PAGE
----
Ending a negotiating situation is a heady experience. We can walk away exhilarated, fatigued, frustrated, or relieved among myriad other reactions. We may be proud of getting up the gumption to go and ask for it or feel completely defeated, knowing we didn't push back enough. Regardless of how we walk away, there's usually at least some emotion attached to the experience.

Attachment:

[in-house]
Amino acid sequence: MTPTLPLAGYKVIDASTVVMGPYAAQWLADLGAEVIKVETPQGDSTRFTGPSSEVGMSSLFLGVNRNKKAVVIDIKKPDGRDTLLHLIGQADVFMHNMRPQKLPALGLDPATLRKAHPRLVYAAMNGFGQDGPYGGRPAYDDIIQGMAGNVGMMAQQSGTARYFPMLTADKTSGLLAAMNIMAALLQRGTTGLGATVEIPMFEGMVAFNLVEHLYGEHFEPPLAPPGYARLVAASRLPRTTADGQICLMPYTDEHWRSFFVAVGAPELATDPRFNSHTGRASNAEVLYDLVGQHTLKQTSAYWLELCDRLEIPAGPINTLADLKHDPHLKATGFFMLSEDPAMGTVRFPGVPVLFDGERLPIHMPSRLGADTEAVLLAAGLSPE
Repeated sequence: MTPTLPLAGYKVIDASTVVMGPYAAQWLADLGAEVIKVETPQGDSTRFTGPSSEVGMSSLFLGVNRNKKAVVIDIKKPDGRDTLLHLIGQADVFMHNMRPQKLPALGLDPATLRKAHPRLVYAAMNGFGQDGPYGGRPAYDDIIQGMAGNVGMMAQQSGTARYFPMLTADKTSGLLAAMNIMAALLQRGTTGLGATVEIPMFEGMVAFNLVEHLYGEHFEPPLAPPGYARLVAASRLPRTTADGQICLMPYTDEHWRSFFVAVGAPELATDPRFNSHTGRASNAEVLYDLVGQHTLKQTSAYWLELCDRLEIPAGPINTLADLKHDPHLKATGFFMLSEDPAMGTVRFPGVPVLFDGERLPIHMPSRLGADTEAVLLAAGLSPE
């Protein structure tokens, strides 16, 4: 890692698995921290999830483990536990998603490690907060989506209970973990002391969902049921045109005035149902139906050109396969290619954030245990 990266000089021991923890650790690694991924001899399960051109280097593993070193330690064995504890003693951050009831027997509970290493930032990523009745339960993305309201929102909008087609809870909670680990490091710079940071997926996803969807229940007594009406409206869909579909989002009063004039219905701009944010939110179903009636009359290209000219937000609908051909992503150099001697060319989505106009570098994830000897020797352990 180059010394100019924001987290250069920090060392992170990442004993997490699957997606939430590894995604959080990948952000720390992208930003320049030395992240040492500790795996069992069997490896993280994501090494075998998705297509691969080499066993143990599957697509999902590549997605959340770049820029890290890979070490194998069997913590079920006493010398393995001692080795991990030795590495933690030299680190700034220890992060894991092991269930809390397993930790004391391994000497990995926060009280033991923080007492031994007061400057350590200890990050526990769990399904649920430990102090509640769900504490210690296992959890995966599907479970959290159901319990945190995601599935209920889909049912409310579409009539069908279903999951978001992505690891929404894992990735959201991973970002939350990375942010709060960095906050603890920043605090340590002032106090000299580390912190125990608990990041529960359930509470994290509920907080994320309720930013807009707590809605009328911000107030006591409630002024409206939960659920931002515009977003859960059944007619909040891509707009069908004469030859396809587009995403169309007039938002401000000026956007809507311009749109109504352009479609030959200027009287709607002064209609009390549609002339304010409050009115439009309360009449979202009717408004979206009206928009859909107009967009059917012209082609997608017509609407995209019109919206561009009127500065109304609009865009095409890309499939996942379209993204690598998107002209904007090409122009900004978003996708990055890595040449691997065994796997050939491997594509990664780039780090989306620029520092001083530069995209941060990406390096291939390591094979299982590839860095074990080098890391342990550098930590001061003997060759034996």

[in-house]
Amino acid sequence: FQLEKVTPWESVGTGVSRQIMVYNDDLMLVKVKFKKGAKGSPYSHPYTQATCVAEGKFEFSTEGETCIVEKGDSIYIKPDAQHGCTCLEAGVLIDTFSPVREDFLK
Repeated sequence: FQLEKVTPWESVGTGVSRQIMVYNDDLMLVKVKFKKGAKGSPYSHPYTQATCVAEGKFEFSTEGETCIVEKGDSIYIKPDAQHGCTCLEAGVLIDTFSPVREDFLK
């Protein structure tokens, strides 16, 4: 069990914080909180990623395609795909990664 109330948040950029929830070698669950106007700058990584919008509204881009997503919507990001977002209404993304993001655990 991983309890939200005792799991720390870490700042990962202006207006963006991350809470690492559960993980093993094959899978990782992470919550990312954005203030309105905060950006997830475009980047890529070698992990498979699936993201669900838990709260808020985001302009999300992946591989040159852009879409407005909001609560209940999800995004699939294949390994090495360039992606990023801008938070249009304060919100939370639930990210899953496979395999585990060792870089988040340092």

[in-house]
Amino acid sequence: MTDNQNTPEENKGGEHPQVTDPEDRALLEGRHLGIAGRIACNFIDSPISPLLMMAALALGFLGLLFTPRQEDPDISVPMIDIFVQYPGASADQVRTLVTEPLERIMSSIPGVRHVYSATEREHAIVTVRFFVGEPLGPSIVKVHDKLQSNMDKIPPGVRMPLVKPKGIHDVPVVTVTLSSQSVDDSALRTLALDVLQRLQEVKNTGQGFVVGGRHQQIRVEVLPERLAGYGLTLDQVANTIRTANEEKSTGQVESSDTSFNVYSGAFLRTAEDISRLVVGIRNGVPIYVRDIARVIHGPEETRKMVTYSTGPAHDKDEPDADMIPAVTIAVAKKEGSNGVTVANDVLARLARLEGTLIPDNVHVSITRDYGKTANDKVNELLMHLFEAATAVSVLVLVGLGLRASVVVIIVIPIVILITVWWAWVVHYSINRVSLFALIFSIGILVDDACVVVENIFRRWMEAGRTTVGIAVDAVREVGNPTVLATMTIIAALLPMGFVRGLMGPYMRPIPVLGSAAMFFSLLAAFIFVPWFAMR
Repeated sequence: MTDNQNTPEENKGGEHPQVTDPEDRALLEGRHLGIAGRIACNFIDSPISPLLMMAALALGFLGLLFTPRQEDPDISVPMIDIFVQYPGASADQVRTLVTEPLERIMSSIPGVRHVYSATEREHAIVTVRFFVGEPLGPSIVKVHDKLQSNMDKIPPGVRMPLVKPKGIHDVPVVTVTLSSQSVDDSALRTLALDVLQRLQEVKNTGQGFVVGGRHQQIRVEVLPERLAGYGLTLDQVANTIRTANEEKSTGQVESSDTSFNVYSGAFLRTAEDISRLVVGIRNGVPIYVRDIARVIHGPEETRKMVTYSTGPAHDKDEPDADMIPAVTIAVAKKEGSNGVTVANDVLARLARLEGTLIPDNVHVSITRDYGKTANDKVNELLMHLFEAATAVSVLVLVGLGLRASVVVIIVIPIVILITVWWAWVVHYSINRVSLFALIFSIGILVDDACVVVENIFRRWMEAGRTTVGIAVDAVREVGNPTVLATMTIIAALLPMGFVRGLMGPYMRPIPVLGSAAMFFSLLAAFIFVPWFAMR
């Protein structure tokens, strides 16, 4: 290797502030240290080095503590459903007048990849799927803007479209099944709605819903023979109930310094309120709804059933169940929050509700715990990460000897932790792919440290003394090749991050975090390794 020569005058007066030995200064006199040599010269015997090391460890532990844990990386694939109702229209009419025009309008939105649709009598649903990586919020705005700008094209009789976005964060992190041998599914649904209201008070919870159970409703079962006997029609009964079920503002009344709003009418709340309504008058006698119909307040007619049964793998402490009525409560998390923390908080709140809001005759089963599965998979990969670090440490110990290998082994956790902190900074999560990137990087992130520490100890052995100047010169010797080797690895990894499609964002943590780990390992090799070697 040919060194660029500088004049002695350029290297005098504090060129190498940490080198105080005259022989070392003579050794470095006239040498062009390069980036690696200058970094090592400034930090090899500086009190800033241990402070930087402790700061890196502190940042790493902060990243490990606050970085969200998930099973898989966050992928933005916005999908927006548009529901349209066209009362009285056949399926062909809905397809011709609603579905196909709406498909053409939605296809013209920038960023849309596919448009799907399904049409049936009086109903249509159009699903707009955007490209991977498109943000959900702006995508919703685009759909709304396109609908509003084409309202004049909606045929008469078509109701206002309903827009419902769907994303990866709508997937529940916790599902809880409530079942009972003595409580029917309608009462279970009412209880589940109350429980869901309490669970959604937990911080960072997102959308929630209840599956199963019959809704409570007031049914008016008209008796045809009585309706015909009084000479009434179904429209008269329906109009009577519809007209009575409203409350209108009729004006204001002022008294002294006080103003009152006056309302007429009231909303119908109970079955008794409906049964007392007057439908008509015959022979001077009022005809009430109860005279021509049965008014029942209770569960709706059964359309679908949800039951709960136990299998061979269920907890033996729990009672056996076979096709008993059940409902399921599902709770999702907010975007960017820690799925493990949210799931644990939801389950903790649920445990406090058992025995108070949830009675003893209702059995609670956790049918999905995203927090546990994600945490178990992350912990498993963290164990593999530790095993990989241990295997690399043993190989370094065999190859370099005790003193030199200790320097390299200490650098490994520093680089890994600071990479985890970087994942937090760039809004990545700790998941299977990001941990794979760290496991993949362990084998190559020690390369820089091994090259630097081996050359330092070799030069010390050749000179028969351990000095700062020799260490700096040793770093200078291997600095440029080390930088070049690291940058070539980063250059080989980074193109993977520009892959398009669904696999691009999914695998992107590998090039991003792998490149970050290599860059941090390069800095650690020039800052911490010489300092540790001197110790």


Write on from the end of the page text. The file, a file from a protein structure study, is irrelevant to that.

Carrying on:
The period immediately after a negotiation can be more important than it seems initially. We can easily assume that the true heavy lifting takes place in the preparation for and actual maneuvering through the negotiation. Yet the follow-up period after a negotiation can have a major bearing on our getting what we just negotiated for. Assuming we follow up ...